The Murder Of Canny Ong was a poignant tribute to a young life lost.
THE brutal murder of 28-year-old Canny Ong in 2003 remains embedded in the minds of many Malaysians. The tragedy shook the nation not just because of the gruesome and senseless nature of the crime committed – Ong was abducted, raped, stabbed and torched – but also because it happened in a popular and upscale neighbourhood-mall that was fitted with security cameras.
Ong, an IT-analyst living in the United States with her husband Brandon Ong, was back in Malaysia to visit her ailing father. On June 13, 2003, a day before she was due to return to the US, Ong went out for dinner with some family and close friends at the Bangsar Shopping Complex in Bangsar, Kuala Lumpur. After their meal, she went to the basement carpark to retrieve her parking ticket from her car. She asked her mother and sister to wait for her by the autopay machine.
Unfortunately, Ong never returned with the ticket. After waiting for 20 minutes, Ong’s mother Pearly Visvanathan Ong and her sister decided to go to the car park to look for her. When they went down they found the car, a purple Proton Tiara, missing. Sensing something bad had happened to her daughter, Pearly ran to the mall’s security office to view the CCTV tapes. The tapes confirmed their worst fears: they saw Canny being abducted by an unidentified male who drove off with her in her car, crashing past the exit barrier of the carpark.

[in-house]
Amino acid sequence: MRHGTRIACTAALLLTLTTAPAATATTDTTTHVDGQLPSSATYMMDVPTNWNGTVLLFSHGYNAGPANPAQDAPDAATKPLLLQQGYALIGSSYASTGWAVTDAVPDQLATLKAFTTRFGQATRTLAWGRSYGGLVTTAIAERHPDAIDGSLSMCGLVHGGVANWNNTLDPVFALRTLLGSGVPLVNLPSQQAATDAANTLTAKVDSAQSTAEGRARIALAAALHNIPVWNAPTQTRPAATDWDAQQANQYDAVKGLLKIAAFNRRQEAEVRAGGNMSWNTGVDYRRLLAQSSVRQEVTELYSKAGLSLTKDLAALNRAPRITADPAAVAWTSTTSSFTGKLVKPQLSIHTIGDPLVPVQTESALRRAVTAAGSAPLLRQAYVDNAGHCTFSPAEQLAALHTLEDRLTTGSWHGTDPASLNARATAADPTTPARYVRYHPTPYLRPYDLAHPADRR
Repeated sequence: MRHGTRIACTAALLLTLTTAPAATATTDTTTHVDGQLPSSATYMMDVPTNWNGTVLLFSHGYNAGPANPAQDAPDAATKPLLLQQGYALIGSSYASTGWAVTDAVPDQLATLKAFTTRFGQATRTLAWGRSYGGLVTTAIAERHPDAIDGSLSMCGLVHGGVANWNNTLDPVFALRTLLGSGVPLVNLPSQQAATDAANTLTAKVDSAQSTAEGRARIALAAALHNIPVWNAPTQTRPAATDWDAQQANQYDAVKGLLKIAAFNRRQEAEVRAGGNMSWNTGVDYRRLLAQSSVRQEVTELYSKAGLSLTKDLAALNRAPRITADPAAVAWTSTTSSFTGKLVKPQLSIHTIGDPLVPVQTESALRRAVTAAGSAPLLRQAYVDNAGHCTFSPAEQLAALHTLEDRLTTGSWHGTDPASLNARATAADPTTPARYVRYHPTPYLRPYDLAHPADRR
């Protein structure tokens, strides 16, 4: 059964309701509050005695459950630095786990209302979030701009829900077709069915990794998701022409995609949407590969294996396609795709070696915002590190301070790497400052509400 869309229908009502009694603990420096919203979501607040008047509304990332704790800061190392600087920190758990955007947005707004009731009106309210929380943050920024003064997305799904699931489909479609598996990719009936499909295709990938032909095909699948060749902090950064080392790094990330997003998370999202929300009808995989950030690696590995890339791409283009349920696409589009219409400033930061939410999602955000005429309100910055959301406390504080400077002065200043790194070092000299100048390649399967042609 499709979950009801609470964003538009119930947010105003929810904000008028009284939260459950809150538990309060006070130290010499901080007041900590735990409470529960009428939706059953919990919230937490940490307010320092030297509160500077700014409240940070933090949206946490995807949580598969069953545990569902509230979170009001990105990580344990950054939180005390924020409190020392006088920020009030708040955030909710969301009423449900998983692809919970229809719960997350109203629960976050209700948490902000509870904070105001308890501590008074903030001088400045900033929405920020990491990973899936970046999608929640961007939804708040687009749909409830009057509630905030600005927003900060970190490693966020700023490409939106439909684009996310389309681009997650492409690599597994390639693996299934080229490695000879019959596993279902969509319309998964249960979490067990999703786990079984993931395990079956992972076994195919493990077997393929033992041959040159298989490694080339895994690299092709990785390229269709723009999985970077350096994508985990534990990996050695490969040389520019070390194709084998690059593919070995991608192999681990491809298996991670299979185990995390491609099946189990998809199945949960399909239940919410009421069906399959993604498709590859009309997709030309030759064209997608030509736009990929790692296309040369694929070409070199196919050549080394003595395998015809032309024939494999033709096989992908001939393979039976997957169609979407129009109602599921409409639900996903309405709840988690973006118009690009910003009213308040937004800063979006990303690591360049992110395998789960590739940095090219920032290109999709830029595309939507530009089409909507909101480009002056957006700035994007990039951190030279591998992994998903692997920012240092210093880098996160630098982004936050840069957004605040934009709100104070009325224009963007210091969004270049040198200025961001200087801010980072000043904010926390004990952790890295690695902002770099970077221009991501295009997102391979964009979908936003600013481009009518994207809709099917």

Days later, Ong’s charred remains were found in a manhole along Old Klang Road in Kuala Lumpur. Forensic and criminal investigators found evidence that led to the arrest of a 27-year-old aircraft cabin cleaner, Ahmad Najib Aris.
Farewell, friend: The late Canny Ong with Noreen Natasha (right), one of theinterviewees in The Murder Of Canny Ong, on the Crime and Investigation Network.
The news of Ong’s murder was covered widely by the media and followed intently by the public. The randomness of the crime – Ahmad Najib had no apparent motive – made it all the more horrific and prompted many unsolicited and baseless conspiracy theories much to the dismay of Ong’s loved ones.
Ahmad Najib confessed the crime to the police but later pleaded his innocence in front of a magistrate. But, the evidence was damning and he was found guilty in 2005 and sentenced to hang.
It’s been eight years since Ong’s murder and while the speculation about her death has ceased, many questions remain unanswered.
Who was Ahmad Najib and why did he abduct Ong? Why did he torch her body? What led the police to him? What about the conspiracy theories? Why didn’t the undercover policemen who found Ahmad Najib and Canny by the roadside arrest him immediately?
The Murder Of Canny Ong, a documentary by directors Ahmad Yazid and Rob Nevis commissioned by AETN All Asia Networks exclusively for the Crime and Investigation Network aims to unscramble the mishmash of facts and conspiracy theories that were published by the media in presenting the facts of the case through careful examination of police documentation, interviews with the investigators on the case as well as insight from Ong’s family and friends who were with her on the night of her abduction.
In a press conference promoting the documentary, executive producer for AETN All Asia Networks Chris Humphrey said he hoped the documentary could give viewers a “clear and credible perspective” of the case and also serve as a remembrance for Ong.
“I would love for Malaysians to know this case inside out and to stand back and look at how the story is being told from an outside point of view ... one that is credible and follows the facts of the case and the chronology of events. It is also to remember Canny Ong. This was one case that really touched the hearts of everyone,” he said.